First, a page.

I love attention to detail and during my tours I am always on the scrounge for those little touches that make the experience a bit more distinctive. One of my favourites was Dusit Thani’s butter patties wrapped with a little bow of greens. No balancing on the edge of your knife or unwrapping cafeteria-style packages. Just pick up the patty by the sprig and put it on your plate.
In our household, we have a family saying from Lori’s home turf in The South of the USA – “Everything is better with butter!” And a Dusit Thani, even the butter is better.
A treat for women on International Womens Day (though men will like it too) by Jumeirah Vittaveli – Aloe Vera Baked Yogurt with Berries. Created by their Executive Sous Chef Francis Cornelious (see photo below)…
“The life of a modern woman is very stressful and busy, filled with a multitude of tasks and duties that we take on willingly but that also tend to deplete our energy reserves. To counterbalance our stressful routine, we need to ensure that we take care of our body and mind, through healthy food and moments of rest and meditation. At Jumeirah Vittaveli, our creative Executive Sous Chef Francis Cornelious has created a tantalizing dessert that will assist your physical wellbeing, while utilizing unique yet commonly available ingredients.”
The focus of the creation was the health benefits (and of course the taste), but I was enchanted by the colourful artistry of glassy sweetness on top. May women around the world be treated with the same care, consideration and respect as Vittaveli’s tribute to them.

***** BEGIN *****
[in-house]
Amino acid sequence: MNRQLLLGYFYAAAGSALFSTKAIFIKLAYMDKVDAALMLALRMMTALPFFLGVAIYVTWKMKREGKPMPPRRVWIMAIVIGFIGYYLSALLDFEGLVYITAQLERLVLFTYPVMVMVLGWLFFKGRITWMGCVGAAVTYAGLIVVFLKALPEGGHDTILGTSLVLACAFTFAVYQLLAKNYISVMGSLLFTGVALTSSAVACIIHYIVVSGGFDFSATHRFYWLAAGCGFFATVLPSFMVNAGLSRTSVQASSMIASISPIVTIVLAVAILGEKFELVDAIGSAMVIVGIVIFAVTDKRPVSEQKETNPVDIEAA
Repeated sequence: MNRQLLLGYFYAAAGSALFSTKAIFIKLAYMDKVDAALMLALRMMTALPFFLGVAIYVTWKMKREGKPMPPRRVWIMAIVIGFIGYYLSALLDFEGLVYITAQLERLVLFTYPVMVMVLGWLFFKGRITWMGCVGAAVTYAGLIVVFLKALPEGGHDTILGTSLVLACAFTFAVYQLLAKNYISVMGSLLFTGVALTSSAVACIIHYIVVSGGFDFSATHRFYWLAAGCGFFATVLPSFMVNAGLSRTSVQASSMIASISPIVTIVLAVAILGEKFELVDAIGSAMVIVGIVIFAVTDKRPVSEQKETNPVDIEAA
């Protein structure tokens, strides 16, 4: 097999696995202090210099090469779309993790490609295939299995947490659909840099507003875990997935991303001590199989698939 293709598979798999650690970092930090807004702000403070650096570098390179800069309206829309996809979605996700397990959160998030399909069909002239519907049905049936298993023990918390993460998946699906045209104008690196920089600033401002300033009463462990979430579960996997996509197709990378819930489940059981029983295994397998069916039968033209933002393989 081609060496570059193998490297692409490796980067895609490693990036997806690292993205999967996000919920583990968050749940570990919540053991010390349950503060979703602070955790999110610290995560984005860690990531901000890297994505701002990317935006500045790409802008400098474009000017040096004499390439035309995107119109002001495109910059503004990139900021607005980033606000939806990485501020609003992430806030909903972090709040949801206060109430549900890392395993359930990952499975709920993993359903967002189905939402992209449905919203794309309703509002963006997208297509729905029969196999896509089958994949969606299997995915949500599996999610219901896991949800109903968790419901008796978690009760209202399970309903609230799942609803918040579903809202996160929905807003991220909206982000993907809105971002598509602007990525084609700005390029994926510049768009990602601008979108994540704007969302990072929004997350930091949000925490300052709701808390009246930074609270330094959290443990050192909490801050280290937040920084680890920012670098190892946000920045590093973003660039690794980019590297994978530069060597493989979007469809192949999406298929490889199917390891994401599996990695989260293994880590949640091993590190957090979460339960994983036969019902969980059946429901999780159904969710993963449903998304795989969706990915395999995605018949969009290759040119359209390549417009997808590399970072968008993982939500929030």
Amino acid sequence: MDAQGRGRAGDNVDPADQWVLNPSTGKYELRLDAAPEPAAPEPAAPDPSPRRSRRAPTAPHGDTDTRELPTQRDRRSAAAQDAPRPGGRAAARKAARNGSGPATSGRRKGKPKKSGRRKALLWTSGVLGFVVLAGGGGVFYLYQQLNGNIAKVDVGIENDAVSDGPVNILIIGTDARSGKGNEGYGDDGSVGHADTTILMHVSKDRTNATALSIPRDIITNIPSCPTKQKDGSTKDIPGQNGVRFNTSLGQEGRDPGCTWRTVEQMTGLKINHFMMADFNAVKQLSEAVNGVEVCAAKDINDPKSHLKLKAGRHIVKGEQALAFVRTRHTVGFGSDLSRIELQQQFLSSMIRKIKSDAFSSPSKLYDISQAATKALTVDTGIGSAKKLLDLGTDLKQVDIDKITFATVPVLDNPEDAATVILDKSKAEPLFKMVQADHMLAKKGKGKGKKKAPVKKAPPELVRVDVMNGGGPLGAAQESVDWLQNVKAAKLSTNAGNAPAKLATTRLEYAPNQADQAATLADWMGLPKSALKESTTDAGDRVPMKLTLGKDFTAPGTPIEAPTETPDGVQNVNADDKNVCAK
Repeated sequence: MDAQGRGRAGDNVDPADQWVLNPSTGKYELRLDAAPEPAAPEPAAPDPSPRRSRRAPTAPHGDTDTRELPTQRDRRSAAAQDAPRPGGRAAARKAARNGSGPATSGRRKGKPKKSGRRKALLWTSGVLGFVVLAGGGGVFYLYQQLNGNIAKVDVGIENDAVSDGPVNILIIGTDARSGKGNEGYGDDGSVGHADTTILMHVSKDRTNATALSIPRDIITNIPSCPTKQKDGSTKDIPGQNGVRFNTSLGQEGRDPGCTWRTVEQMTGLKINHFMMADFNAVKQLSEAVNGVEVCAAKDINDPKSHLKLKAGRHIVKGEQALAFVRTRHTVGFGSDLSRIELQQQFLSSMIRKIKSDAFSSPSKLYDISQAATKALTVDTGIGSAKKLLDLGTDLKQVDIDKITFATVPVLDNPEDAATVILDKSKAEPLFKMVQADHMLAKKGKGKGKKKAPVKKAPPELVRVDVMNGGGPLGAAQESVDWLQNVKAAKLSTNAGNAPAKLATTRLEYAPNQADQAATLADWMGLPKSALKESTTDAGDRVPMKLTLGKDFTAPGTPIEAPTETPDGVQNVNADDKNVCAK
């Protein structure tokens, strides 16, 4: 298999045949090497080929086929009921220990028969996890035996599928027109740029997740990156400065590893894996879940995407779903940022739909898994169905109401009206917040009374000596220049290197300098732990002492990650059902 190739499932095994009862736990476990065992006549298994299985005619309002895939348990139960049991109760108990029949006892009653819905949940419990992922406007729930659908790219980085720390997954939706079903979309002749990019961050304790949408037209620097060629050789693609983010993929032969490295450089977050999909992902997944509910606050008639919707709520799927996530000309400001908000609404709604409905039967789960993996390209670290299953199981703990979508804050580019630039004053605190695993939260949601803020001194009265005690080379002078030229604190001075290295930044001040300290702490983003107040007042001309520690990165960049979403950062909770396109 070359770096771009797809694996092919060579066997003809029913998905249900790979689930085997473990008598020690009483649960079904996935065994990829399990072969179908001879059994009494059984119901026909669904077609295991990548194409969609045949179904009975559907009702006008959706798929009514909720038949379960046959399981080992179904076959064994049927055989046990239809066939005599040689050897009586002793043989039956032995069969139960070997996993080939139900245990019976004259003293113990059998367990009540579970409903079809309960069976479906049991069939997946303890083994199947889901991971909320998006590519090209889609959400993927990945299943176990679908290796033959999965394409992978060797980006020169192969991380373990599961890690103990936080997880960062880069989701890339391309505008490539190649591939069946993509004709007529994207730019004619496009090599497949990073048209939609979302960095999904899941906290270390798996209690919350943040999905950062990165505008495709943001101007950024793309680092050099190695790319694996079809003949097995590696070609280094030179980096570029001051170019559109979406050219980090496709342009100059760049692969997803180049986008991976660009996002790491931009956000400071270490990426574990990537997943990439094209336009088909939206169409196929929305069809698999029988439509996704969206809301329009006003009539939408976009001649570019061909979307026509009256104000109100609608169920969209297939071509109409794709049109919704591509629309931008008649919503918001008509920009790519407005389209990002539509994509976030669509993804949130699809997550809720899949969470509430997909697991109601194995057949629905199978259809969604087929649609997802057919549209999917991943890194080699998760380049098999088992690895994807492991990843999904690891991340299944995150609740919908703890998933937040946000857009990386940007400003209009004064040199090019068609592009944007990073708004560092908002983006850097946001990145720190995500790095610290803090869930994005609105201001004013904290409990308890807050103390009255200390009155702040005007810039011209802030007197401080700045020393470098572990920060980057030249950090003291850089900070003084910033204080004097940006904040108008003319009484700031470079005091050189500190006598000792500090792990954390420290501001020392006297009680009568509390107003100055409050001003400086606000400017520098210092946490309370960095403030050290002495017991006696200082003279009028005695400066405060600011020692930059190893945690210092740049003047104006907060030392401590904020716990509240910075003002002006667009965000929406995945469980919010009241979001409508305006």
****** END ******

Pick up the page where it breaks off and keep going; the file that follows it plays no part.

What better use for a bottle than an S.O.S. message? How about an S.O.S. for the entire planet? Starting with creating a sustainable gardening plot? Kurumba used old beer bottles to build an array of gardening plots on the island giving new eco-friendly meaning to the word “bottling plant”. I guess the “S.O.S.” message in their bottles stands for “Sustainable Old Steins”. Not to mention that they have literally created the infamous song…
A hundred bottles of beer in the wall, a hundred bottles of beer…
When people ask me what’s so great about the Maldives, one of my regular replies is…”You know those pictures of a plot of sand and a palm tree? Well, that’s the Maldives!” It is an iconic image of tropical paradise and isolation. And if there another image that is nearly as iconic and complementary, it would be a “message in a bottle” with an “S.O.S” message scrawled inside.
That’s why I love this little story from the Indian Times that came out this week about a guest couple at Constance Moofushi, “Message in a bottle travels from Maldives to Mahabs”…
“A message in a champagne bottle that was tossed into the sea by a Scottish couple on their honeymoon at Maldives eight months ago washed up near the coast of Mamallapuram on Friday. The bottle travelled over a thousand kilometres (about 700 nautical miles) from the Moofushi coastal resort in Maldives before it was picked up by a local tour operator on his evening walk at the Pattipulam beach along the east coast. The note inside the bottle which was plugged with a cork, was rolled up and tied with a string. It read, ‘Mr and Mrs Giles stayed at Moofushi on honeymoon. We went fishing and caught the biggest fish in the sea. So drank this champagne to celebrate! If found please contact us to let us know where out note went.’ The note was signed, Linsey Wright & Marc Giles, Linlithgow, Scotland. C Kothandabani, who found the bottle on Friday evening, phoned the couple the same evening. ‘They were delighted to hear from me. They have promised to come to India soon and meet me,’ said a delighted Kothandabani.”
S.O.S. (“Special Ocean Surprise”)